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Freedman’s Bank Records for Slave Research

During the Civil War, there were banks established in the South where black soldiers and runaway slaves could make deposits.  But many of the records were lost and after the war, many of the newly freedmen were unable to get their money back.  Also, if they died in the war, many of their deposits were never claimed.  The Freedman’s Bank (also known as the Freedman’s Savings and Trust Company) was started by John W. Alvord and A. M. Sperry in 1864 to consolidate the many small banks under the common control of one large company.  On 03 March 1865, Congress incorporated the bank, along with the newly formed Freedman’s Bureau.  The Freedman’s Bank then managed accounts for and collected deposits from people who were former slaves and their descendants.  Interest was earned on the deposits, and any of the deposits to the smaller banks that were made during the war and had gone unclaimed were used to fund educational programs for the children of ex-slaves.  Unfortunately, the bank made several bad investments and there was corruption and fraud among the bank’s management who tried to cover it up.  By 1874, the bank, which then had 37 branches in 17 states and the District of Columbia, faced economic instability.  President Frederick Douglass donated thousands of dollars of his own money to try to revive the bank.  But by mid-year the bank was closed and there was almost three million dollars of deposits due to be paid back to 61,000 African American depositors (none of which was insured by the federal government) that vanished and was never returned.

In 1989, Marie Taylor of the Family and Church History Department of the The Church of Jesus Christ of Latter-Day Saints discovered the original microfilms of the old bank records.  She organized a program for prison inmate volunteers to transcribe and index the records.  After 11 years of extracting 484,083 names and copies of records, today, the records of 29 of the bank’s branches (with images of the documents) are available and searchable for free at (  These records contain a remarkable amount of information about the newly freed African American depositors.  Copies of the applications contain their name, their ages, where they were born, their occupation, names of their family members and their relationships, who their former slave owner was and where they lived when they were a slave, how long they lived there, where they were living at the time they applied for a bank account, and who was living with them.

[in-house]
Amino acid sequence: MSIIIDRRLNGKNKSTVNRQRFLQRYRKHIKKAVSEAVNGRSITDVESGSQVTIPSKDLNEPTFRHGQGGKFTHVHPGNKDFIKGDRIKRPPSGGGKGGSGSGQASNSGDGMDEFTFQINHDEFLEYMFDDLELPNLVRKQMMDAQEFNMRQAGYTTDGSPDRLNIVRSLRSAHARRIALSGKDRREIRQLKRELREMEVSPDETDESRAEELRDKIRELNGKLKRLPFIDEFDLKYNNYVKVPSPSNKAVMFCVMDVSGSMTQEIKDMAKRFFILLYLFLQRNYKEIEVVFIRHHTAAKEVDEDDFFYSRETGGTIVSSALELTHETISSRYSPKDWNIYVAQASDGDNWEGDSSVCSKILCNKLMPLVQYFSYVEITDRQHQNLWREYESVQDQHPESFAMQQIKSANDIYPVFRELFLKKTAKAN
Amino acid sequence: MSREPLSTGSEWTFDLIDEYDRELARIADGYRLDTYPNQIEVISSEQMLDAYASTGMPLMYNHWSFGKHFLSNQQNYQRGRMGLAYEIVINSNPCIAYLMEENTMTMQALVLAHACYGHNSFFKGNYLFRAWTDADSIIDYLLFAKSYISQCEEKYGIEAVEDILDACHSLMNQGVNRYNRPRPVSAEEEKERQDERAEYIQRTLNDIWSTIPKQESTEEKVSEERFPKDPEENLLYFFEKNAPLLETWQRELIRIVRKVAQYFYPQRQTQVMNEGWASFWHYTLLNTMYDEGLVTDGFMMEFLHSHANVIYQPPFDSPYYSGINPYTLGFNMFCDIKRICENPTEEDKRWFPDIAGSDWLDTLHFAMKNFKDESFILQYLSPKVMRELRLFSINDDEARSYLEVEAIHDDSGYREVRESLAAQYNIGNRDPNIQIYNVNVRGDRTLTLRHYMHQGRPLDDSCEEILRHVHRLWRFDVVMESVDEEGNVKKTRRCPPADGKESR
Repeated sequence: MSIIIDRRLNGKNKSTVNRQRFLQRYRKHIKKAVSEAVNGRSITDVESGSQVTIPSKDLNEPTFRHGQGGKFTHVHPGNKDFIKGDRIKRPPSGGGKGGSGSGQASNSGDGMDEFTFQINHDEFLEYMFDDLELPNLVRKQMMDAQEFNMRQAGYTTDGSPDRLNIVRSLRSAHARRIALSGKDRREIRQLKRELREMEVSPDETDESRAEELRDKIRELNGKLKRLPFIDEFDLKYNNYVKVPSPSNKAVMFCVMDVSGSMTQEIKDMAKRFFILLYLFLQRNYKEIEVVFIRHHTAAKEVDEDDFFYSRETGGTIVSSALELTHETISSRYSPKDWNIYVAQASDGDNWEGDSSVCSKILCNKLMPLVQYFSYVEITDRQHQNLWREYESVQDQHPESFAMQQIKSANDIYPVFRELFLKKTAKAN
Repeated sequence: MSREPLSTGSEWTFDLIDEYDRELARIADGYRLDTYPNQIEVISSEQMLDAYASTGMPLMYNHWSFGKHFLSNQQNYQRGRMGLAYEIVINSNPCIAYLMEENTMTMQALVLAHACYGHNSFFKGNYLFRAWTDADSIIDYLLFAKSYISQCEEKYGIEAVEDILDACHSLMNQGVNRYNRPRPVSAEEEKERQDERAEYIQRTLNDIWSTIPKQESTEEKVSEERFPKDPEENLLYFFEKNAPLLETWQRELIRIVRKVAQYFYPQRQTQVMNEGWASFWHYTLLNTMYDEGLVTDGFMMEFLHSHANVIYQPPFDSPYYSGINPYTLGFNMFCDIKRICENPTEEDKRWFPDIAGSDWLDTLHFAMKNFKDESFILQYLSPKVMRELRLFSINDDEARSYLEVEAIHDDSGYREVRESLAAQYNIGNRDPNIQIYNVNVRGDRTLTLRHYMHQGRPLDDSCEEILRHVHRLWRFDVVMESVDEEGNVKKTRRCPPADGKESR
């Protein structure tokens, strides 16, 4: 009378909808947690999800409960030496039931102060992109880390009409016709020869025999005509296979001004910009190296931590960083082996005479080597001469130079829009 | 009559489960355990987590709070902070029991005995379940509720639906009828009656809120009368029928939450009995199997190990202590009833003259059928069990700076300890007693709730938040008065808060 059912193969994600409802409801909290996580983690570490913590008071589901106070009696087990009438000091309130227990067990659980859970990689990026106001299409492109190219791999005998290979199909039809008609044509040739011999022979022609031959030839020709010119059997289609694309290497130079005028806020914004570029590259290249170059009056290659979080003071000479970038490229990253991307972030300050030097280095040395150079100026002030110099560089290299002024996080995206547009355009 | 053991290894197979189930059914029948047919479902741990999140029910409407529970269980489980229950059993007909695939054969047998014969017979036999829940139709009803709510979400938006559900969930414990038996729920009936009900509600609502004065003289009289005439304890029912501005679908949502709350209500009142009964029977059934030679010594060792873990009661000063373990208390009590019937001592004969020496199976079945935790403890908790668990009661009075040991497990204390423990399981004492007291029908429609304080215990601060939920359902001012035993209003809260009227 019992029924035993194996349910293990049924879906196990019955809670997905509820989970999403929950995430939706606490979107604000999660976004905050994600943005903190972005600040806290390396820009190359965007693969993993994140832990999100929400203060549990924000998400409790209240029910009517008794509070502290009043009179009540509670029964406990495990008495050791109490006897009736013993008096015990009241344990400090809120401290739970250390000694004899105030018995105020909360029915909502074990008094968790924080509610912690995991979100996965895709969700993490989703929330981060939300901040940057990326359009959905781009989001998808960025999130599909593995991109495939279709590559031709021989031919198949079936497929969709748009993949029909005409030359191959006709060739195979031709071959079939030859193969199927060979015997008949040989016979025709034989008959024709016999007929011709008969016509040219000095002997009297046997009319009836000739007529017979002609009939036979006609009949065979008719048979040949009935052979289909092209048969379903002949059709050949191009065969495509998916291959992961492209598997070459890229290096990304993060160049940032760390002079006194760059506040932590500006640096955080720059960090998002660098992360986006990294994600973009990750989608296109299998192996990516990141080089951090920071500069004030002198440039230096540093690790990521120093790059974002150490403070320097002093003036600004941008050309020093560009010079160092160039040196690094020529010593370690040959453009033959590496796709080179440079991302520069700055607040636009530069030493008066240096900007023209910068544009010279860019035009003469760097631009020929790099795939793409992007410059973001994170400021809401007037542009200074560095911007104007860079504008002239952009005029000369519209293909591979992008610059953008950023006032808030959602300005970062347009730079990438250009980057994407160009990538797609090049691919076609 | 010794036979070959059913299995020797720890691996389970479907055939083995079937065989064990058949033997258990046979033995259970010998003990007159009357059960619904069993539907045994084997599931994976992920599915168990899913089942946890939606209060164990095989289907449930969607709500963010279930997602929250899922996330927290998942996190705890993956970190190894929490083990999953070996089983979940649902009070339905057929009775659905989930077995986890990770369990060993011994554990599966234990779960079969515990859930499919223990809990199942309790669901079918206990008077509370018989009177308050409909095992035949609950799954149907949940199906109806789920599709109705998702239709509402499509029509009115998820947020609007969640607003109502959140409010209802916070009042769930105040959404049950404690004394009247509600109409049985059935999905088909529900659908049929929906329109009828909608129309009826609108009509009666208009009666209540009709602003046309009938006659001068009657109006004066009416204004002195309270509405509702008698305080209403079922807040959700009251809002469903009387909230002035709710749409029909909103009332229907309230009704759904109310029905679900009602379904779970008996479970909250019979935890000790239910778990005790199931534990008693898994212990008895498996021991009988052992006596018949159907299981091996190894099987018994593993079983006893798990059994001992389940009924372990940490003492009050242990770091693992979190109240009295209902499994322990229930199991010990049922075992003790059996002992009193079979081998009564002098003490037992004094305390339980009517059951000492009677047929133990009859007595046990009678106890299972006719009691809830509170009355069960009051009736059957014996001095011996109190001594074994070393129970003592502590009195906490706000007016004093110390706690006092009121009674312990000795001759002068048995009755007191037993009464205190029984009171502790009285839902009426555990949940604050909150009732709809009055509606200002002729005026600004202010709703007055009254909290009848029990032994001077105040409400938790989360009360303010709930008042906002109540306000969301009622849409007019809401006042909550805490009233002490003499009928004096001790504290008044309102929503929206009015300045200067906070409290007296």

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Member of MENSA, Association of Professional Genealogists, and Author’s Guild. Avid history and genealogy explorer, blogger, lecturer, and author of “All-In-One Basic to Advanced Guide to Genealogy & Ancestry History Research”. President/Director of Society for History and Research Education (S.H.A.R.E.).

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